MIME. Part 2. The Legacy of Jacques Copeau.

Mimes must be multi-skilled. But why? What skills? And where do you find a Mime when you want one?

The Entertainment Agency or ‘Consultancy’, as they may prefer to be known, Entertain Oz, must carry one of the greatest collections of Mime databanks Australia could have.

But as one scrolls through the pages searching the talent base, it must be noted that to find a pure mime is a rarity. All must offer various other skills as if pure mime is not enough.

They

  • juggle,
  • clown,
  • rove,
  • perform balloon twisting,
  • practice improvisation,
  • dance,
  • act,
  • and they must diversify to maintain an income. Just as we too must at the Festive Factory.

Further, they must be listed in a wide cache of categories all eager to catch the shopper’s eye.

Mimes will be found listed in

  • Children’s Entertainment,
  • Street Theatre,
  • Roving Entertainment,
  • Clowns,
  • Statues and
  • Actors.

Why is it that mime artists feel the need to be so multi skilled? Was it always this way? To answer this we need to examine the question:

Where does Mime come from?

Mime and mimicry can certainly be traced back to early Greek and Roman cultures however that is too early to be of great use here.

Of more recent times there is close connection between the Commedia Dell’Arte, the forbidden theatre of political comment, the bouffant, and the mask; also the value of silence to save ones head in those early days!

Cross fertilisation and merging of the technics and styles was well established in the very DNA back in the days of the Commedia in the 1500s. Note that its import to the UK was to be delayed until the 1700-1800s where dance was incorporated.

Here as it developed into a pantomime, its Commedic roots would follow stock plots. The plots allowed for extra skills typically drawn from the circus arts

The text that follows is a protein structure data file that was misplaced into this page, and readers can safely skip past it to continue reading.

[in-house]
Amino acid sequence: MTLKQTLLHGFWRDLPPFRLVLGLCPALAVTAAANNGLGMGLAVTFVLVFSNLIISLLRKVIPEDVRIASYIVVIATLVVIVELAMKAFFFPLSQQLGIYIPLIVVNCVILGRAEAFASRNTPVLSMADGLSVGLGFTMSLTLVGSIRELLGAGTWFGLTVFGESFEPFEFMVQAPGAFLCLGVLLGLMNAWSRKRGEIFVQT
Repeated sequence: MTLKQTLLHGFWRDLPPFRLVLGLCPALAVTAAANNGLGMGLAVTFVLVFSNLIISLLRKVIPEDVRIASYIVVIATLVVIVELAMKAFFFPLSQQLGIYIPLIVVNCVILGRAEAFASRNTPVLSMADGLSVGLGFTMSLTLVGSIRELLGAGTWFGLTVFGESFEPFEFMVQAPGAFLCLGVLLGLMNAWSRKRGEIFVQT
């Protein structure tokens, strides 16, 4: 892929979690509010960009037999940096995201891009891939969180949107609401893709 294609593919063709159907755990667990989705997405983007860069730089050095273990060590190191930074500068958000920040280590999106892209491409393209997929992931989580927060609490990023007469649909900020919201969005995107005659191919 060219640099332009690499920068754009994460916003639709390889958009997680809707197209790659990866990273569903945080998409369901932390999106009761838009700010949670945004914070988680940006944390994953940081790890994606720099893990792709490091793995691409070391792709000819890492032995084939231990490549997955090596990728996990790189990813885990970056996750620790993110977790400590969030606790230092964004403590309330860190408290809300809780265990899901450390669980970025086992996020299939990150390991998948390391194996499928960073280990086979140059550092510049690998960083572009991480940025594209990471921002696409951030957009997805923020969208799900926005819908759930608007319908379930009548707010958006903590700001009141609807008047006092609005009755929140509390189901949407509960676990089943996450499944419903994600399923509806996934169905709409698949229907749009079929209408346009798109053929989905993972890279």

such as:

  • stilts,
  • acrobatics,
  • tumbling,
  • contortion,
  • prat falls,
  • leaps otherwise known as ‘boosts’ (in circus jargon) and
  • mask work.

So a quick historical examination reveals that within the plots, the location of performances and the political limitations, improvisation and cross fertilisation were key elements.

Around the turn of the 19th to 20th centuries, mime was very much diminished in popularity. What prevailed were poor renditions, rehash of old material and typically performances with poor technics that touched no one and spoke of nothing.

Jacques Copeau 1879-1949 was a young drama critic in France. He gathered a group of young actors and formed a school called the Vieux-Colombier.

It was his disgruntlement with the state of the theatre of his time that inspired a radical change of attitude and interest. His work and the team that trained under him would cast a bright and lasting light upon the theatrical practices still enjoyed and recognizable today. Without this man, it might be argued, there would have been no Marcel Marceau.

Copeau established a school and gathered a creative ensemble that was dedicated to striping the then current practices of commercialism, ham, waiting for the applause. The school taught a broad base of skills; acting, mask, circus, music etc. It researched the human form in movement in an exploration of discovering a pure theatre and language of movement. Email0003

This school had many notable artists and would have been a golden era. It was very much the birth of mime, as we know it today with students including, Etienne Decroux, Marcel Marceau, Louis Barrault and Jacques le Coq.

Each of these men, from common roots, extended the research; some worked together for a time but eventually with personal differing philosophies branched off into their own areas, two of whom produced their own schools and disciples to follow, one of whom popularised the form and was written about extensively in last weeks article.

For the student with more than a passing interest in Mime, advice is as follows:

Learn Mime history, practice many disciplines including but not limited to:
body knowledge and all there in, circus skills and improvisation.

A good mime is part actor, dancer, singer, puppeteer, acrobat, stilt walker, juggler, costume designer and more.

A good mime today, is like a painter who has a pallet full of colours and choice. Best results come from experienced judgment: which colour is most suitable for which effect.

A good mime today is master of none and thief of many skills.

But a brilliant mime today is one who does all this and contributes to the art form, doesn’t just rehash…or is that the role of all artists?

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